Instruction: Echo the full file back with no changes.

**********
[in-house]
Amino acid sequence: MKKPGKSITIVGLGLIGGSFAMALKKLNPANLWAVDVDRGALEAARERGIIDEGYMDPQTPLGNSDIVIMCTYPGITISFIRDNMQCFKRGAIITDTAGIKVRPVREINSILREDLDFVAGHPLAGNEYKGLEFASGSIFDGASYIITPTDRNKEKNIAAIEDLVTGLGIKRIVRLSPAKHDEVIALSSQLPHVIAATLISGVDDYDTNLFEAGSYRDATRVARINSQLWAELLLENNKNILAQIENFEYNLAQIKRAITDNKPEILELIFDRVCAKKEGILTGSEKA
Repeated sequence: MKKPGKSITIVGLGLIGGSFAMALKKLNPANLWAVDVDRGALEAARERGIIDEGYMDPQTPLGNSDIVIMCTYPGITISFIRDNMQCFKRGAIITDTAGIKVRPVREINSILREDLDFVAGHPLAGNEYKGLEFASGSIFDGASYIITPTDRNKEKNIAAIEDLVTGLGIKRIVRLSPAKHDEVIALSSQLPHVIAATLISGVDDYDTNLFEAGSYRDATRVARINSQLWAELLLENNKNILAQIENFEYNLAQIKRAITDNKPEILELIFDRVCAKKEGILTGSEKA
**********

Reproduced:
[in-house]
Amino acid sequence: MKKPGKSITIVGLGLIGGSFAMALKKLNPANLWAVDVDRGALEAARERGIIDEGYMDPQTPLGNSDIVIMCTYPGITISFIRDNMQCFKRGAIITDTAGIKVRPVREINSILREDLDFVAGHPLAGNEYKGLEFASGSIFDGASYIITPTDRNKEKNIAAIEDLVTGLGIKRIVRLSPAKHDEVIALSSQLPHVIAATLISGVDDYDTNLFEAGSYRDATRVARINSQLWAELLLENNKNILAQIENFEYNLAQIKRAITDNKPEILELIFDRVCAKKEGILTGSEKA
Repeated sequence: MKKPGKSITIVGLGLIGGSFAMALKKLNPANLWAVDVDRGALEAARERGIIDEGYMDPQTPLGNSDIVIMCTYPGITISFIRDNMQCFKRGAIITDTAGIKVRPVREINSILREDLDFVAGHPLAGNEYKGLEFASGSIFDGASYIITPTDRNKEKNIAAIEDLVTGLGIKRIVRLSPAKHDEVIALSSQLPHVIAATLISGVDDYDTNLFEAGSYRDATRVARINSQLWAELLLENNKNILAQIENFEYNLAQIKRAITDNKPEILELIFDRVCAKKEGILTGSEKA